This website uses cookies to collect usage information in order to offer a better browsing experience. By browsing this site or by clicking on the "ACCEPT COOKIES" button you accept our Cookie Policy.

Data Engineering and its Applications in Financial Markets – Part II

QuantInsti

Contributor:
QuantInsti
Visit: QuantInsti

Learn about the responsibilities in the field of data engineering with Part I.

Keep evolving

Data engineers keep evolving with the technological advancements and the introduction of various models with that. The data engineering domain is progressing at a rapid pace, powered by disruption in Internet of Things (IOT), Artificial intelligence and machine learning models. Hence, data engineers also need to keep evolving and learning new practices in the field.

Going forward, we will find out about data engineering in the financial markets.

Data Engineering in the Financial Markets

In the financial markets, a data engineer needs to do the regular work of collecting data, cleaning the data which implies taking out errors such as duplicates. The last step is automating the trade with the help of the cleaned data.

Moreover, there are certain other ways in which data engineering helps the financial markets. These are:

  • Risk management
  • Predictive analytics
  • Fraud detection
  • Algorithmic trading

Risk management

Since managing the risk is an extremely important aspect of any financial institution, data engineers play an important role. With the help of clean data sets, the errors in the prediction of trades do not take place. This is important because if the machine learning model gets fed with the erroneous data, it will lead to continued losses for the investor.

Predictive analytics

With the help of predictive analytics, the investor can foresee the data patterns and can take the right actions for the same in the present. A data engineer helps the firm/individual etc to take the right decisions while investing in the financial market this way. For instance, if the machine learning model is fed with data which has duplicates or irregularities, it will lead to erroneous input. This erroneous input, in turn, will make for false predictions in the trade and hence, less gains.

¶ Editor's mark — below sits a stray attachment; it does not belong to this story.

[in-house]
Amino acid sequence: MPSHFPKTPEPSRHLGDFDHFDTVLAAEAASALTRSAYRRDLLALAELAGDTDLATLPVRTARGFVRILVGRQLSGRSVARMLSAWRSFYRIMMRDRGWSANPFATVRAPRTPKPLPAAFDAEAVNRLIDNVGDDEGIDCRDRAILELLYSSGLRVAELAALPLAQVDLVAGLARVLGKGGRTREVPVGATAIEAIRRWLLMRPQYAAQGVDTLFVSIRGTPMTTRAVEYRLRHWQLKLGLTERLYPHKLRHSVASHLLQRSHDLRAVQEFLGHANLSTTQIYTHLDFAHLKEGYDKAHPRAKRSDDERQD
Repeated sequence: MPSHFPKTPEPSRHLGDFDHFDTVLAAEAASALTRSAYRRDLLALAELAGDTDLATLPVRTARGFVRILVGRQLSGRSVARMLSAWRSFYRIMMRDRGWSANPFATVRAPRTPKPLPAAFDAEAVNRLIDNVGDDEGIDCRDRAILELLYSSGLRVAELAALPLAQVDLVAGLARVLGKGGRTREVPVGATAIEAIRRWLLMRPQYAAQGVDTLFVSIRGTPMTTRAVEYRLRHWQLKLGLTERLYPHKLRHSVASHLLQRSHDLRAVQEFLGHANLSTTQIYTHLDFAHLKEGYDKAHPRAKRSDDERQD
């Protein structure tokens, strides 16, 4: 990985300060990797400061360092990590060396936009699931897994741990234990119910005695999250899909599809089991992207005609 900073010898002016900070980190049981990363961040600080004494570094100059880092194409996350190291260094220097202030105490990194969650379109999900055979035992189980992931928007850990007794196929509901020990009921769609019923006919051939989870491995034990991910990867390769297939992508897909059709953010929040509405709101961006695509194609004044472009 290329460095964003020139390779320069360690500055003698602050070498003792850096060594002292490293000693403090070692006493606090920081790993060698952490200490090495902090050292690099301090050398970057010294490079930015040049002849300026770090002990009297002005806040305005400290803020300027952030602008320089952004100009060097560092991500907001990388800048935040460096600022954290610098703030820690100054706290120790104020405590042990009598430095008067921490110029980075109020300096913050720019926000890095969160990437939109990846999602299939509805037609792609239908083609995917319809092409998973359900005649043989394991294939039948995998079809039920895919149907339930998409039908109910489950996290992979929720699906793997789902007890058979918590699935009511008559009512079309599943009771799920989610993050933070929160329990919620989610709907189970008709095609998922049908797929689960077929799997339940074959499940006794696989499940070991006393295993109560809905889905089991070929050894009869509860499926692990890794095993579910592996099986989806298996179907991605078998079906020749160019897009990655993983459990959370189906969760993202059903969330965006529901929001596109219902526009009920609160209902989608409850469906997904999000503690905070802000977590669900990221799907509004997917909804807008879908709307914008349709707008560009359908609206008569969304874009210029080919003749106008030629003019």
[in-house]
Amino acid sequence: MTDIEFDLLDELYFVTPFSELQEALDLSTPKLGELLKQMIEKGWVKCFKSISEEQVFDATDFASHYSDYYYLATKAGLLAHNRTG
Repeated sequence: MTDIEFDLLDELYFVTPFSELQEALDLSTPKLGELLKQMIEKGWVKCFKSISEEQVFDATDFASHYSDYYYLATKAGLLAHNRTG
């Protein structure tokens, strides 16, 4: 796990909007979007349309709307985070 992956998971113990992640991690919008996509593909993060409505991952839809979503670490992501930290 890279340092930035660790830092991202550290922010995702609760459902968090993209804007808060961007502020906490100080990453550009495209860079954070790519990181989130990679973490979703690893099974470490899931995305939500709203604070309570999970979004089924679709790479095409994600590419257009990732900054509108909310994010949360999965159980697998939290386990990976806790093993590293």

Fraud detection

Going forward, data engineering also helps with fraud detection. As it is extremely important to detect if a hacker has hacked into the system to make the data malicious/unfit for feeding the predictive model, it is a must to get the same checked and cleaned by the data engineer.

Algorithmic trading

In the algorithmic trading domain, data engineers help with the cleaning of the data which is to be fed to the machine learning or deep learning models for predicting the trades. An algorithmic trading system executes the orders with the help of pre-programmed instructions. While doing so, the data is required for historical backtesting which helps to understand if the created strategy would have worked well on the past data or not. While doing so, if the data fed for backtesting is not looked into properly, it can lead to wrong trading decisions in the future.

In the next installment of this series, the author will demonstrate the difference between data scientists and data engineers.

Visit QuantInsti for additional insight on this topic: https://blog.quantinsti.com/data-engineering/.

Disclosure: Interactive Brokers

Information posted on IBKR Traders’ Insight that is provided by third-parties and not by Interactive Brokers does NOT constitute a recommendation by Interactive Brokers that you should contract for the services of that third party. Third-party participants who contribute to IBKR Traders’ Insight are independent of Interactive Brokers and Interactive Brokers does not make any representations or warranties concerning the services offered, their past or future performance, or the accuracy of the information provided by the third party. Past performance is no guarantee of future results.

This material is from QuantInsti and is being posted with permission from QuantInsti. The views expressed in this material are solely those of the author and/or QuantInsti and IBKR is not endorsing or recommending any investment or trading discussed in the material. This material is not and should not be construed as an offer to sell or the solicitation of an offer to buy any security. To the extent that this material discusses general market activity, industry or sector trends or other broad based economic or political conditions, it should not be construed as research or investment advice. To the extent that it includes references to specific securities, commodities, currencies, or other instruments, those references do not constitute a recommendation to buy, sell or hold such security. This material does not and is not intended to take into account the particular financial conditions, investment objectives or requirements of individual customers. Before acting on this material, you should consider whether it is suitable for your particular circumstances and, as necessary, seek professional advice.

trading top